Calcineurin activation caused optic nerve damage

The axons of RGCs bundle together and form the optic nerve. In glaucoma, these axons degenerate as the disease progresses [16]. We found that extended activation of calcineurin also caused RGC axon degeneration in the optic nerve. In C57BL/6 mice seven weeks after intravitreal injection of AAVs carrying EGFP, CaNwt, or CaNCA, the optic nerves from the EGFP-expressing eyes and the CaNwt-expressing eyes were morphologically normal, while the optic nerves from the CaNCA-expressing eyes had some degenerating axons (Figure 4A). Sixteen weeks after AAV injection, the optic nerves from the EGFP-expressing eyes and the CaNwt-expressing eyes still looked healthy, but the optic nerves from the CaNCA-expressing eyes had notably more degenerating axons (Figure 4B).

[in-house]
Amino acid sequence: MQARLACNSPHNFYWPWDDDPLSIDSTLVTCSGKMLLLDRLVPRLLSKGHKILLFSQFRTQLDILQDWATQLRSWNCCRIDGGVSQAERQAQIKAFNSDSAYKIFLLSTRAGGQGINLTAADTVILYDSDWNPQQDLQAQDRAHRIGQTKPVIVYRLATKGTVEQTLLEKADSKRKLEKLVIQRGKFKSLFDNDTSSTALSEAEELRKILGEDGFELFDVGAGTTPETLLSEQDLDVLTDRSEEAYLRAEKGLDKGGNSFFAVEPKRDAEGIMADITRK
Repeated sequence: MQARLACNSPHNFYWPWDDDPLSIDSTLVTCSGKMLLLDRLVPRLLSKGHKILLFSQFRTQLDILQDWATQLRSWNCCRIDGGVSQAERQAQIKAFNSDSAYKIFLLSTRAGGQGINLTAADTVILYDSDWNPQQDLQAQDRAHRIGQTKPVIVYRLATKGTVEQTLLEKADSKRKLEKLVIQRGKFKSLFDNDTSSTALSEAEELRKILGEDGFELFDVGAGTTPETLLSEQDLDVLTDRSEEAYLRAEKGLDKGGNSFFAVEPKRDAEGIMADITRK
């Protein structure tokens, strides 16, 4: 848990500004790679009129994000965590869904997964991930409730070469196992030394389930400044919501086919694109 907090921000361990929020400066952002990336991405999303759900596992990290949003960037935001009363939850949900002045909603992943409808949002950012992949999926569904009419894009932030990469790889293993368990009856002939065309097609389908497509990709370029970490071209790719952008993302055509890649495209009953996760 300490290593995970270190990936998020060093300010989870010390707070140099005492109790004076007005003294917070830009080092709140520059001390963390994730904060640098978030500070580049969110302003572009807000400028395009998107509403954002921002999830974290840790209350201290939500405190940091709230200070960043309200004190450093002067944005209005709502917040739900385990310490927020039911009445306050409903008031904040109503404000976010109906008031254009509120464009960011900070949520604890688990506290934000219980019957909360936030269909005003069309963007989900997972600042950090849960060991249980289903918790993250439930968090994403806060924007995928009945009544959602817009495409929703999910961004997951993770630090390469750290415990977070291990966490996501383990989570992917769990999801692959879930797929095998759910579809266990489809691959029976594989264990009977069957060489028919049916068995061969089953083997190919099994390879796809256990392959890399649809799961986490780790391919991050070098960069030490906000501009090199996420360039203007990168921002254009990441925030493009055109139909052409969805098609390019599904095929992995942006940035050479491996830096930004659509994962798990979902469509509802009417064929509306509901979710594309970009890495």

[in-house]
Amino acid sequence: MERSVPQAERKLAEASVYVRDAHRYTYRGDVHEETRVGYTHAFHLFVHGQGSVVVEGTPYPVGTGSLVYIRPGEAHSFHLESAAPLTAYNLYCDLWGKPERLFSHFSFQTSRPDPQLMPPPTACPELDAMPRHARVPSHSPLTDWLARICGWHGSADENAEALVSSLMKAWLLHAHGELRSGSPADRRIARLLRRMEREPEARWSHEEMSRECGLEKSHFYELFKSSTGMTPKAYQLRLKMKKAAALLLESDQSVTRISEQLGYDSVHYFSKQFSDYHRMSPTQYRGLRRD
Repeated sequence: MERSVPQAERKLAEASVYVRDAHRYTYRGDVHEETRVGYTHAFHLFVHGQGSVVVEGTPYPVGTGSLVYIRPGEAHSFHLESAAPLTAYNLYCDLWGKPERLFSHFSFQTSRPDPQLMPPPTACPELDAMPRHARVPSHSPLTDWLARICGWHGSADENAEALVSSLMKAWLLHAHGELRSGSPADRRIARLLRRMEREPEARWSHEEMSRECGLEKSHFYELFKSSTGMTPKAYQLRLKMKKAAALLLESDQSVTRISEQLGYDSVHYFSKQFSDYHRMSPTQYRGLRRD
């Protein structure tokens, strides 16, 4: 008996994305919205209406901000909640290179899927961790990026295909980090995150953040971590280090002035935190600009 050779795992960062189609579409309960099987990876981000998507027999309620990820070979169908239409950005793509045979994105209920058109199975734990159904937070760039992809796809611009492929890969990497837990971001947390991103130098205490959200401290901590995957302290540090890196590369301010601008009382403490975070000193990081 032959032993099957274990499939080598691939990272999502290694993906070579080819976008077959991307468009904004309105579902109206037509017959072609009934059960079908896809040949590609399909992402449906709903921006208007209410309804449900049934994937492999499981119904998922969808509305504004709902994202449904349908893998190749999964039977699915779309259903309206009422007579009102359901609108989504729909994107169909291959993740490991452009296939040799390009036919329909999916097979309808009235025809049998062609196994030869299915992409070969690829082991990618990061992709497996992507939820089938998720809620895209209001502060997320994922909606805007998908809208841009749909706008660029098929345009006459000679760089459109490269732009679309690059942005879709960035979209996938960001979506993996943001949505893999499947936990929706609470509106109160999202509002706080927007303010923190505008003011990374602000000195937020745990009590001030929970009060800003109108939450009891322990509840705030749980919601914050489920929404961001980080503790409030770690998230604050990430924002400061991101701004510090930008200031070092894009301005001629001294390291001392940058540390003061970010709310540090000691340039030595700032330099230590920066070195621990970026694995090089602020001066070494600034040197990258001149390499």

To quantitatively evaluate the condition of the optic nerves, we adapted a grading system from the Morrison standard [21]. The images of the optic nerves were masked and graded by four trained observers, and the average was taken as the grade of each optic nerve. Healthy optic nerves received lower grades while more degenerated optic nerves received higher grades. The grades of the CaNwt-expressing eyes (five mice, seven weeks; five mice, 16 weeks) and the grades of the CaNCA-expressing eyes (six mice, seven weeks; five mice, 16 weeks) were normalized to the grades of their contralateral EGFP-expressing eyes. There was no significant difference between the CaNwt- and CaNCA- expressing eyes at seven weeks (two-tailed unpaired Student t test, p=0.13), but the grades of the CaNCA-expressing eyes were significantly higher 16 weeks after injection (p=0.00007; Figure 4C, D). This indicated that prolonged activation of calcineurin caused optic nerve damage.